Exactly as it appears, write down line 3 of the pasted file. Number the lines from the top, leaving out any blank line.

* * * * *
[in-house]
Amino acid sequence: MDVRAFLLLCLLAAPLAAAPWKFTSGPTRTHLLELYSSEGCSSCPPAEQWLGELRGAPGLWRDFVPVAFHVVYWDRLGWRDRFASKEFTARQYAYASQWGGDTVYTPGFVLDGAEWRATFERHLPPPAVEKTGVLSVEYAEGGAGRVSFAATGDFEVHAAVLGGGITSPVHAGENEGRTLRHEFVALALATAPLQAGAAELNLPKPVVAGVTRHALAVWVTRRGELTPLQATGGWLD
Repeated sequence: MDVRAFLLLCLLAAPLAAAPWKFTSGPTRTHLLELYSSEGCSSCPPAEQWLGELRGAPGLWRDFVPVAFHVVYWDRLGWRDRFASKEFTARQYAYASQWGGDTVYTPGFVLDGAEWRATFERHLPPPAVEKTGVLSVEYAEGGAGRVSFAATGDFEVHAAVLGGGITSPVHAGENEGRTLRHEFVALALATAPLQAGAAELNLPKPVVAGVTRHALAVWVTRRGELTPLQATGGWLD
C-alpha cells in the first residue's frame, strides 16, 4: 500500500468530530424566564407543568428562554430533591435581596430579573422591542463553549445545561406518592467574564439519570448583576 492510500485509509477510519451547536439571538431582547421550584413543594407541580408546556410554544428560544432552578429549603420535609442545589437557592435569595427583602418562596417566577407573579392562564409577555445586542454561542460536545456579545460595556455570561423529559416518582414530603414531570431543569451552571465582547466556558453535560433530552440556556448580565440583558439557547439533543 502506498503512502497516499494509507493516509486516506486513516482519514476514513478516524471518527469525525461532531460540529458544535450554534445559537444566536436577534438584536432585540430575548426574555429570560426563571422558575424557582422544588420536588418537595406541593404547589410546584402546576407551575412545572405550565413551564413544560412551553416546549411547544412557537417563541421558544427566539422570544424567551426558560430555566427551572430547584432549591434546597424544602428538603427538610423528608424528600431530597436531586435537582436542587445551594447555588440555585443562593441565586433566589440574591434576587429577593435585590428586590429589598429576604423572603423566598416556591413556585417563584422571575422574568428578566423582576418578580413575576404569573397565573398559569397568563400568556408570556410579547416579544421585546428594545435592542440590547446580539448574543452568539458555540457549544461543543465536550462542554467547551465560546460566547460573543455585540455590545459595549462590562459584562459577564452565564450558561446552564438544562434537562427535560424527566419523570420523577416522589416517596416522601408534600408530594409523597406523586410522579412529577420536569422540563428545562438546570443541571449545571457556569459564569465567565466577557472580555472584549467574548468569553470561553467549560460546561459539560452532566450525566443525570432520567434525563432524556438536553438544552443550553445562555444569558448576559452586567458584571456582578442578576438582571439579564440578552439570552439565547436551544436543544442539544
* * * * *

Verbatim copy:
Repeated sequence: MDVRAFLLLCLLAAPLAAAPWKFTSGPTRTHLLELYSSEGCSSCPPAEQWLGELRGAPGLWRDFVPVAFHVVYWDRLGWRDRFASKEFTARQYAYASQWGGDTVYTPGFVLDGAEWRATFERHLPPPAVEKTGVLSVEYAEGGAGRVSFAATGDFEVHAAVLGGGITSPVHAGENEGRTLRHEFVALALATAPLQAGAAELNLPKPVVAGVTRHALAVWVTRRGELTPLQATGGWLD